[INDOLOGY] Metrical inconsistencies and tradition

Harry Spier vasishtha.spier at gmail.com
Mon Mar 30 16:14:26 EDT 2020


Since most of us don't have access to libraries right now, would any
members have a pdf of this to share.
 Its a topic I've been trying unsuccessfully to find information about for
years.

Thanks,
Harry Spier

On Mon, Mar 30, 2020 at 12:14 PM Witzel, Michael via INDOLOGY <
indology at list.indology.info> wrote:

> See now:
>
> *Mieko Kajihara  (Tokyo Univ.) *
>
> *The Sacred Verse Sāvitrī in the Vedic Religion and Beyond. *
>
> *Journal of Indological Studies, Numbers 30 & 31 (2018-2019) pp. 1-36. *
>
> Cheers,
> MW
>
> On Mar 30, 2020, at 11:50 AM, Dominik Haas via INDOLOGY <
> indology at list.indology.info> wrote:
>
> Dear Harry,
>
> thanks a lot for the reference, didn't know this one! Even the wrong
> accent is noted there already.
>
> Well yes, mantras like these were called Gāyatrīs. The matter is a bit
> complicated though. As far as I have come to understand it, they were
> called thus because they imitate the famous Gāyatrī verse (Ṛgveda III
> 62.10) or are modified versions of it. But this verse acquired the name
> “Gāyatrī” rather late (considering its own age), for the first time perhaps
> in the Taittirīya-Āraṇyaka and then also in later additions the
> Dharmasūtras (in the Mahābharata, too, the verse is called Gāyatrī several
> times, especially in the later strata).
>
> So the point is that the modified Gāyatrīs were perhaps never actually
> thought to be in the *gāyatrī* metre (not even by its creators, whenever
> they lived), but were only called Gāyatrī because they resemble the verse.
> I normally use *gāyatrī *for the metre and Gāyatrī for the verse (I did
> not do so in my previous email though). So the modified Gāyatrīs are
> probably not examples for metrical license, i.e., they are not *gāyatrī*
> verses, even though they are called Gāyatrīs.
>
> But it could very well be that some commentator explained them to be in
> the *gāyatrī* metre, but a *gāyatrī* metre with extra syllables etc.
>
> Best regards,
>
> Dominik
>
> __________________
> *Dominik A. Haas, BA MA*
> PhD Candidate, University of Vienna
> dominik.haas at univie.ac.at
> ORCID 0000-0002-8505-6112
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>
>
> On Mon, Mar 30, 2020 at 8:45 AM Dominik Haas via INDOLOGY <
> indology at list.indology.info> wrote:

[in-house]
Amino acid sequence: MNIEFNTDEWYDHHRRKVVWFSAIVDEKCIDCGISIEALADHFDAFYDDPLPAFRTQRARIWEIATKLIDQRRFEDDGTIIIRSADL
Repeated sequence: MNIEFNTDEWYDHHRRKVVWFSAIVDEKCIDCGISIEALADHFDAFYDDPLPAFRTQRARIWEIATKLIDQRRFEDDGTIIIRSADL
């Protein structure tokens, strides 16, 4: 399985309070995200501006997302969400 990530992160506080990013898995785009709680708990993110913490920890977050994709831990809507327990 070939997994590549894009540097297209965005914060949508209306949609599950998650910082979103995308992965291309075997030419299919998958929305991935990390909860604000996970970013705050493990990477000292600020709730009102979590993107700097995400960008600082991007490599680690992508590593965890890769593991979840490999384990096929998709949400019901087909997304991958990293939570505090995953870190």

>
>>
>> Perhaps a short note on the modified “Gāyatrīs” in the
>> Maitrāyaṇī-Saṃhitā: the creators of these verses simply inserted a certain
>> deity without too much regard for metre. The non-adjusted accentuation
>> perhaps also shows that the “Gāyatrīs” in this text are more pieced
>> together than composed anew (*pracodáyāt* is still accented, even though
>> it's now the verb of a main clause – or is there another explanation?).
>>
> Thank you for this Dominik.
>
> The author in the following link, for the reasons you've mentioned and
> because the gayatris are  mostly to later deities, argues that this section
> of the  Maitrāyaṇī-Saṃhitā:   is interpolated:
> https://books.google.ca/books?id=X0JUwf2BXVAC&pg=PA57&lpg=PA57&dq=maitrayani+samhita+x.9.1&source=bl&ots=zfBpMv9w-q&sig=ACfU3U2LME_WHFLc9K4mr4lvOD8UVoCkEg&hl=en&sa=X&ved=2ahUKEwiIuojYs8LoAhUImuAKHYHQDPEQ6AEwAHoECAkQAQ#v=onepage&q=maitrayani%20samhita%20x.9.1&f=false
> <https://urldefense.proofpoint.com/v2/url?u=https-3A__books.google.ca_books-3Fid-3DX0JUwf2BXVAC-26pg-3DPA57-26lpg-3DPA57-26dq-3Dmaitrayani-2Bsamhita-2Bx.9.1-26source-3Dbl-26ots-3DzfBpMv9w-2Dq-26sig-3DACfU3U2LME-5FWHFLc9K4mr4lvOD8UVoCkEg-26hl-3Den-26sa-3DX-26ved-3D2ahUKEwiIuojYs8LoAhUImuAKHYHQDPEQ6AEwAHoECAkQAQ-23v-3Donepage-26q-3Dmaitrayani-2520samhita-2520x.9.1-26f-3Dfalse&d=DwMDaQ&c=WO-RGvefibhHBZq3fL85hQ&r=tFXzIbyKS2C0TpVqKsMrj46qwsAermBN5wzaDe51So0&m=D4CPG7AdYt2M9wvLgDyU9v4FiVY8uLgVd_HKq5xVfGM&s=wp_nAROr8ZmmHizUXyUIS26tKLO2dbPIOY-F3LTGoLA&e=>
>
> You also asked:
>  I wonder whether and where they are actually called Gāyatrīs?
>
> If you do a search of the Muktabodha searchable e-text  digital library
> for <gAyatrI> you'll see that throughout the tantric literature these types
> of mantras are called   gāyatrī or gāyatrīmatra or  the deity name
> compounded with  gāyatrī  such as: nṛsiṃhagāyatrī  etc. If I recall
> correctly they are called  gāyatrī much more often than  gāyatrīmantra.
>
> Harry Spier
>
>
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>
> Michael Witzel
> Wales Prof. of Sanskrit, Dept. of South Asian Studies, 1 Bow
> Street, Cambridge, MA 02138, USA
> ph. 1 - 617 496 2990
> witzel at fas.harvard.edu
> www.people.fas.harvard.edu/~witzel/mwpage.htm
>
>
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